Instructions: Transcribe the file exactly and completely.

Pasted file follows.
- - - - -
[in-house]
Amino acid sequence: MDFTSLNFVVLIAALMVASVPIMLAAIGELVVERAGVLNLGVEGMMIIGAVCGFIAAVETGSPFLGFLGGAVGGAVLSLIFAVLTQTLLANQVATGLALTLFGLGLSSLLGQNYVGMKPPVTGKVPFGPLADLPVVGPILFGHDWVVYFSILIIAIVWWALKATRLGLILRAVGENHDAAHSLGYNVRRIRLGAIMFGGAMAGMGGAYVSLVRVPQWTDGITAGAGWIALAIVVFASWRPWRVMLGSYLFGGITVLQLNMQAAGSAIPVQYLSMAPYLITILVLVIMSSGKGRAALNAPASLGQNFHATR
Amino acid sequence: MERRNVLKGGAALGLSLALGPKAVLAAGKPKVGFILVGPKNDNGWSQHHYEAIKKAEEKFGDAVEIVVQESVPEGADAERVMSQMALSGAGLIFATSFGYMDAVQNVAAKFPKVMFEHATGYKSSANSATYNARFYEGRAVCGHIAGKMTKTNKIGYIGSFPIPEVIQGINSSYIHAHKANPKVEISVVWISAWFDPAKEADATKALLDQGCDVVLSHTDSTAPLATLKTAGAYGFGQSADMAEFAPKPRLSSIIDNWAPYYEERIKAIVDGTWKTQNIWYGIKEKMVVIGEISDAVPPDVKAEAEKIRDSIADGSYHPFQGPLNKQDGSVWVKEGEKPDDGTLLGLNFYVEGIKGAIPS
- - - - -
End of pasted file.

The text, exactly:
[in-house]
Amino acid sequence: MDFTSLNFVVLIAALMVASVPIMLAAIGELVVERAGVLNLGVEGMMIIGAVCGFIAAVETGSPFLGFLGGAVGGAVLSLIFAVLTQTLLANQVATGLALTLFGLGLSSLLGQNYVGMKPPVTGKVPFGPLADLPVVGPILFGHDWVVYFSILIIAIVWWALKATRLGLILRAVGENHDAAHSLGYNVRRIRLGAIMFGGAMAGMGGAYVSLVRVPQWTDGITAGAGWIALAIVVFASWRPWRVMLGSYLFGGITVLQLNMQAAGSAIPVQYLSMAPYLITILVLVIMSSGKGRAALNAPASLGQNFHATR
Amino acid sequence: MERRNVLKGGAALGLSLALGPKAVLAAGKPKVGFILVGPKNDNGWSQHHYEAIKKAEEKFGDAVEIVVQESVPEGADAERVMSQMALSGAGLIFATSFGYMDAVQNVAAKFPKVMFEHATGYKSSANSATYNARFYEGRAVCGHIAGKMTKTNKIGYIGSFPIPEVIQGINSSYIHAHKANPKVEISVVWISAWFDPAKEADATKALLDQGCDVVLSHTDSTAPLATLKTAGAYGFGQSADMAEFAPKPRLSSIIDNWAPYYEERIKAIVDGTWKTQNIWYGIKEKMVVIGEISDAVPPDVKAEAEKIRDSIADGSYHPFQGPLNKQDGSVWVKEGEKPDDGTLLGLNFYVEGIKGAIPS